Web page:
Will 'Pirates of the Caribbean 5' Finally Make Brenton Thwaites Famous?
Pop quiz: Who is Brenton Thwaites? A) I wanna say he was a recurring guest star on Beverly Hills 90210? That later seasons, I think? B) One of Kevin Nealon's less successful SNL characters, maybe... C) Is that a James Bond villain? No, a James Bond Jr. villain! D) A headlining star in six feature films to hit theaters in 2014! E) No one. Stop it. You're making that name up.
Correct answer: D, believe it or not. The clunky name of the 25-year-old Australian actor might not ring many bells, but you'll find it at the top billing position in a healthy sum of movies that have, and continue to, hit theaters this year. And now that the little known Thwaites is in talks to star in the next Pirates of the Caribbean movie, he might finally win the recognition he's been working so hard to get.
Young Thwaites is suggested to be joining the adventures of Captain Jack Sparrow as a British soldier named Henry, possibly meant to fill the clean cut heartthrob vacancy of franchise abandoner Orlando Bloom's Will Turner. Reports also attach Javier Bardem to the fifth Pirates flick, playing a phantom villain named Captain Brand. But even though Thwaites will likely take a backseat to Johnny Depp, Bardem, and returning players like Keira Knightley, Pirates 5 might be just what he needs to get his name in the game in earnest.
After all, burning his candle at both ends with a slew of independent genre pictures isn't quite doing the trick (although those few privy to Thwaites' work know that he's got talent to spare). In 2014 alone, Thwaites has starred in a horror movie, a science-fiction flick, a fantasy film, a YA dystopian book adaptation, a road comedy, and a yet unreleased (in America, anyway) action-crime-drama. And for the most part, he's done mighty fine with each of these.
Thwaites' first release of the year was the horror film Oculus, which starred him opposite Karen Gillan and a ghoulish mirror that the two (playing emotionally ravaged siblings) set out to destroy. Thanks to Thwaites, Gillan, and the clever rhythms of director Mike Flanagan, what otherwise might have been a silly, forgettable haunted house throwaway stands as one of the more enjoyable scarers of the year.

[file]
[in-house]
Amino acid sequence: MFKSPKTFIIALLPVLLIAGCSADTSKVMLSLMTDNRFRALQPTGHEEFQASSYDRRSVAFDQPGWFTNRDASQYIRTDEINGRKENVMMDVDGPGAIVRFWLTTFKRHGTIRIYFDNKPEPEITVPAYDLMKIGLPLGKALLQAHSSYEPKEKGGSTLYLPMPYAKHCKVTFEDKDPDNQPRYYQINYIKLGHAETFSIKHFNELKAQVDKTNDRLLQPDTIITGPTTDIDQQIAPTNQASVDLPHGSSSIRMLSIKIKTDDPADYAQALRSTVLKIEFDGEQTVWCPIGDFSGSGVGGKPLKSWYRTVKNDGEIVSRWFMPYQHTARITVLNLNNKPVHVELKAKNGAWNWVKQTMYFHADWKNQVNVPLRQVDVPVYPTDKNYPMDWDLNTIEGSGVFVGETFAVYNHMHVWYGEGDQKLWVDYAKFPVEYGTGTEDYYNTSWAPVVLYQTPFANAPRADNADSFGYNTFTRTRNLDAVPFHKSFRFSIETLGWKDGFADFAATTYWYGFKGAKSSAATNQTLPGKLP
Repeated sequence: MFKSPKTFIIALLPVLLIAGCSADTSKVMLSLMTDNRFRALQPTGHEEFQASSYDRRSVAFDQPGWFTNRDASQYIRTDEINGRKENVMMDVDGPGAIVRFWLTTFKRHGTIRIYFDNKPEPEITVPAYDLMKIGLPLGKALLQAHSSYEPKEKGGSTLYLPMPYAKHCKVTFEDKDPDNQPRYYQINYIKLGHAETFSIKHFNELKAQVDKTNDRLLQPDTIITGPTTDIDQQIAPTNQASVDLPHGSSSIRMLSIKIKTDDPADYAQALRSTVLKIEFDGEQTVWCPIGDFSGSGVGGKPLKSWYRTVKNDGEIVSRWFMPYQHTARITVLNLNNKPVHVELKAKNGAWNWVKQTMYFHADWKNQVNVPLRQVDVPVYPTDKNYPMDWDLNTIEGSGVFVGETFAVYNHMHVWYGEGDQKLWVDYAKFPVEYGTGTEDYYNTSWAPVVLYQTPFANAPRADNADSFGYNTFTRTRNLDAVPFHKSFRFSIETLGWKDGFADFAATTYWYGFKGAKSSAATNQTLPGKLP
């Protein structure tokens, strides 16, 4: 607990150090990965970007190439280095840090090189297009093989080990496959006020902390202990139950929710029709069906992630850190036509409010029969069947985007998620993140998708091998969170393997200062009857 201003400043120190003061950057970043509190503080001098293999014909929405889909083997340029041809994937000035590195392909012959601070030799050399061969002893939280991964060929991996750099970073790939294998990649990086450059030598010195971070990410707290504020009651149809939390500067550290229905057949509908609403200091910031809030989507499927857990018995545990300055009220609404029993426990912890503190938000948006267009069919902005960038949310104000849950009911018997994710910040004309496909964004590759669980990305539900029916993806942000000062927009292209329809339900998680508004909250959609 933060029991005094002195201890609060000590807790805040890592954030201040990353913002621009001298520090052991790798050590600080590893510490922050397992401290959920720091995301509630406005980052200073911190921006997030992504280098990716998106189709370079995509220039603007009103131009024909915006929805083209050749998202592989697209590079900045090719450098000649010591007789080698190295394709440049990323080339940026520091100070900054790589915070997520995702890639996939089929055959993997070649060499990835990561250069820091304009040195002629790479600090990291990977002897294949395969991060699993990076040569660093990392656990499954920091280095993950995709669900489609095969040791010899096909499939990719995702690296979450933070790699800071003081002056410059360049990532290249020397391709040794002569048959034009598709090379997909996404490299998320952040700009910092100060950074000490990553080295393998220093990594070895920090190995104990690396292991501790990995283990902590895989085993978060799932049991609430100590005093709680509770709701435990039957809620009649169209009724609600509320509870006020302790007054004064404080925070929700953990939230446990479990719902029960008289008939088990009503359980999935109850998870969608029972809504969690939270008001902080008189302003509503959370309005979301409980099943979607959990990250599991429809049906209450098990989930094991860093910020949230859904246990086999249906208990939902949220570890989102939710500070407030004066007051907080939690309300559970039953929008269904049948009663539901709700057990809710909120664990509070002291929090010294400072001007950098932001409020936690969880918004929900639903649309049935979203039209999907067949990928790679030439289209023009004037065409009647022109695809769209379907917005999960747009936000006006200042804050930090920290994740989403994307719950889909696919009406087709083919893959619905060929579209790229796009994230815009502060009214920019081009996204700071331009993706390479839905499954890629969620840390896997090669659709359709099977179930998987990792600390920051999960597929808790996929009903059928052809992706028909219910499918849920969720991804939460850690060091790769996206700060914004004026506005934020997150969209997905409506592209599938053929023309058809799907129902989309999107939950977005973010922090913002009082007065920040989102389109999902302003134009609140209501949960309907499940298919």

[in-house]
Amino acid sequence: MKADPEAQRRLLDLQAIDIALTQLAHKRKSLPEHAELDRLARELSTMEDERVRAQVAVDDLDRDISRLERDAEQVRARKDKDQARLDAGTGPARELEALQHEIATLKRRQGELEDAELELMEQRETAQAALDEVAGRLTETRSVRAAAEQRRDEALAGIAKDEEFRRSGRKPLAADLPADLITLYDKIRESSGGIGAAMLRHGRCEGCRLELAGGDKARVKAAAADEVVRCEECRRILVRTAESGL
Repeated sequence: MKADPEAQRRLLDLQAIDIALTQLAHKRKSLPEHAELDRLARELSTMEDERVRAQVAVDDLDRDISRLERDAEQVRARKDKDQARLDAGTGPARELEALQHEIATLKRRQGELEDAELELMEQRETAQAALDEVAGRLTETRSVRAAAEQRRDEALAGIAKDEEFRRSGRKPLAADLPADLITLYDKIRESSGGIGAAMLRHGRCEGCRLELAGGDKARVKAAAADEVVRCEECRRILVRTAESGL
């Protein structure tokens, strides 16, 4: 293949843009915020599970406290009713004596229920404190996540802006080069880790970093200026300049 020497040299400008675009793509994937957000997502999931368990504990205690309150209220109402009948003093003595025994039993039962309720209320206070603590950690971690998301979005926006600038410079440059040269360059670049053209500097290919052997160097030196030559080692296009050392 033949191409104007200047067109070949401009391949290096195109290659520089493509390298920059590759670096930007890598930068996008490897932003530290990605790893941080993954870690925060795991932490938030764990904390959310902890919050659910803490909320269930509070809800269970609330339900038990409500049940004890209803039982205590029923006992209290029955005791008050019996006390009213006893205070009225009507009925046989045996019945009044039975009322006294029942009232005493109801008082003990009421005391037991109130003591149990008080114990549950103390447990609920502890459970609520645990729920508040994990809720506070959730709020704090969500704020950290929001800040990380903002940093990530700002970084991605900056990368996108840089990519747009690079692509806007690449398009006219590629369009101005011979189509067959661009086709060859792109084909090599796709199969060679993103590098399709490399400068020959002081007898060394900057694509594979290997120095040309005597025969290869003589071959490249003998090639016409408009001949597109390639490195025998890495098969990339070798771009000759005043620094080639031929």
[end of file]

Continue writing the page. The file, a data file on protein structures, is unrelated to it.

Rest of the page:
Another surprise came in the form of The Signal, a weird, kooky, admittedly cheap-feeling science-fiction parable that, beyond all odds, actually turned out to be quite an enjoyable entry. Thwaites is no small part of that, mixing the audience surrogate hero archetype with just enough casual quirkiness to enliven his performance without overshadowing the oddball backdrop.
Thwaites' next two were hardly as strong as the aforementioned: his supporting role in Maleficent was largely forgettable, but likely one of the stronger non-Angelina Jolie aspects in the movie (even if he was unconscious for most of it). Thwaites' turn at the head of The Giver, however, was (like the movie on the whole) something entirely wanting for charm, nuance, and remote tolerability.
Still, his new Helen Hunt-directed comedy Ride and Australian action piece Son of a Gun promise more good will for Thwaites. Unfortunately, they (much like their predecessors) do not promise the sort of viewership that would land his name the memorability it deserves.
But a Pirates of the Caribbean movie? That could do it.
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